a1 Department of Clinical Geratology, John Radcliffe Hospital, Oxford, UK
There are inadequate data to formulate evidence-based guidelines on cardiovascular medication and falls. A critical systematic review of medication as a risk factor for falls concluded that there was a weak association between drugs that reduce blood pressure and falls. The population studies reviewed, looking for an association between cardiovascular drug usage and falls, consisted of subjects who were much younger and who had a much lower drug burden when compared with the older clinic population. The magnitude of the effect of cardiovascular medications on falls may therefore have been underestimated in these studies.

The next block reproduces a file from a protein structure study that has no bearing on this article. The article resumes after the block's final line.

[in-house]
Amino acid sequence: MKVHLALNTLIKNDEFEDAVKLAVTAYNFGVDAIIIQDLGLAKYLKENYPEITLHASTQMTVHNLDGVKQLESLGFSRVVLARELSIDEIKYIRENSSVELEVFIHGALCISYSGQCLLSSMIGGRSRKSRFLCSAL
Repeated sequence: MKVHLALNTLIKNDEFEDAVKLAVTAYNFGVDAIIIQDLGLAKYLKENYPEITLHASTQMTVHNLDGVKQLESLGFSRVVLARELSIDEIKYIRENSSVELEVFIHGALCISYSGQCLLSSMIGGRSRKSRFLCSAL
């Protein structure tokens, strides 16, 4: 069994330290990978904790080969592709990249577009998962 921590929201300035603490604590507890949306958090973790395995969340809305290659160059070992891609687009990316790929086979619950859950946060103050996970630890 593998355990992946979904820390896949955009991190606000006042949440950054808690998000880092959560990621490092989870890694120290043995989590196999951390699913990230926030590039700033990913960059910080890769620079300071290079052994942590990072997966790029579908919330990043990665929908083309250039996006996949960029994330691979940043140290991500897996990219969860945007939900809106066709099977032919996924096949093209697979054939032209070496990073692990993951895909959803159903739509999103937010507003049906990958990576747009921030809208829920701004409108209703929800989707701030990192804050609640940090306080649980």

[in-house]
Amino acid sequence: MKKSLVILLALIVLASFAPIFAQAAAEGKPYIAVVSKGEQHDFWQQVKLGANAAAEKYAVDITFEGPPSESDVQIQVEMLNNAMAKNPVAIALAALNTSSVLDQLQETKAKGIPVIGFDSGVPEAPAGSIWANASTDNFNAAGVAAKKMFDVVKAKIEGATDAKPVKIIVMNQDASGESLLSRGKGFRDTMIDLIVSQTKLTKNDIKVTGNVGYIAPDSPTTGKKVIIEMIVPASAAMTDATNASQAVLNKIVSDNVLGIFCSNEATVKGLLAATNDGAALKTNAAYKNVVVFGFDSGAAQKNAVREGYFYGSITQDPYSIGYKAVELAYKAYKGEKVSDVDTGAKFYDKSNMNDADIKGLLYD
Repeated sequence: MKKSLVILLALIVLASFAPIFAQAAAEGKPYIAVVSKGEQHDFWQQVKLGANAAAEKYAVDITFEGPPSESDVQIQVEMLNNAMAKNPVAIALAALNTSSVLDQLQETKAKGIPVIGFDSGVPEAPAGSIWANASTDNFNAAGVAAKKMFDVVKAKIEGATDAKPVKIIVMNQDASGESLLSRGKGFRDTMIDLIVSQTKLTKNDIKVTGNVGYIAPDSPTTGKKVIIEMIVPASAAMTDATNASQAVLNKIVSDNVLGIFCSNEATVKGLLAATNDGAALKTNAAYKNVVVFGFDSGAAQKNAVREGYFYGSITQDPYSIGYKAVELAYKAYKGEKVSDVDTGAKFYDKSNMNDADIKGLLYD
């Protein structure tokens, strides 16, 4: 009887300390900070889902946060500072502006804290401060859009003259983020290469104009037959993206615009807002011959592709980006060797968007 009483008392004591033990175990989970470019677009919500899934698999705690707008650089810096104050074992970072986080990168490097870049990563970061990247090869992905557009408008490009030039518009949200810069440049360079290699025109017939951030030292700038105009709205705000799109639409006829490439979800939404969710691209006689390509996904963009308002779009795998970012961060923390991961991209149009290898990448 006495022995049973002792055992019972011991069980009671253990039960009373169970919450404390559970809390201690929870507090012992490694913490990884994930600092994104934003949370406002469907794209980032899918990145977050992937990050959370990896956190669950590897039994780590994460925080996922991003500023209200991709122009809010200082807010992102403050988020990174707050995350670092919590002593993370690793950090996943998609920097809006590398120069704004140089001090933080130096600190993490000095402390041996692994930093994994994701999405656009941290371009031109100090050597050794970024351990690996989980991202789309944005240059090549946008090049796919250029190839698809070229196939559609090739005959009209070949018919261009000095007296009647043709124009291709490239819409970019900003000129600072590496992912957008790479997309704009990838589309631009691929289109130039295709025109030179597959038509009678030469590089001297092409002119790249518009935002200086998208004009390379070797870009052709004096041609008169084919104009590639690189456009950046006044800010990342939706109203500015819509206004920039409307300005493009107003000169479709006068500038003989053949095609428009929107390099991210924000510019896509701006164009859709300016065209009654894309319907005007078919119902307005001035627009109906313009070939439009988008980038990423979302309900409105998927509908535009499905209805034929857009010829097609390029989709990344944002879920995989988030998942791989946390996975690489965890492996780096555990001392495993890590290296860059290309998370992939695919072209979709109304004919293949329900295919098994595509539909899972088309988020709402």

Two observational studies in falls clinics showed significant reductions in falls and syncope following withdrawal of cardiovascular medication, with improvements in symptoms, in tilt-table parameters predictive of syncope, and in measures of gait and balance.
There are no randomized controlled trials of the effect of cardiovascular drug withdrawal on falls. An expert audience of 200 members attending the 2009 British Geriatrics Society Falls Section Conference held the unanimous opinion that cardiovascular medications were a significant cause of falls in older people.
(Online publication November 19 2010)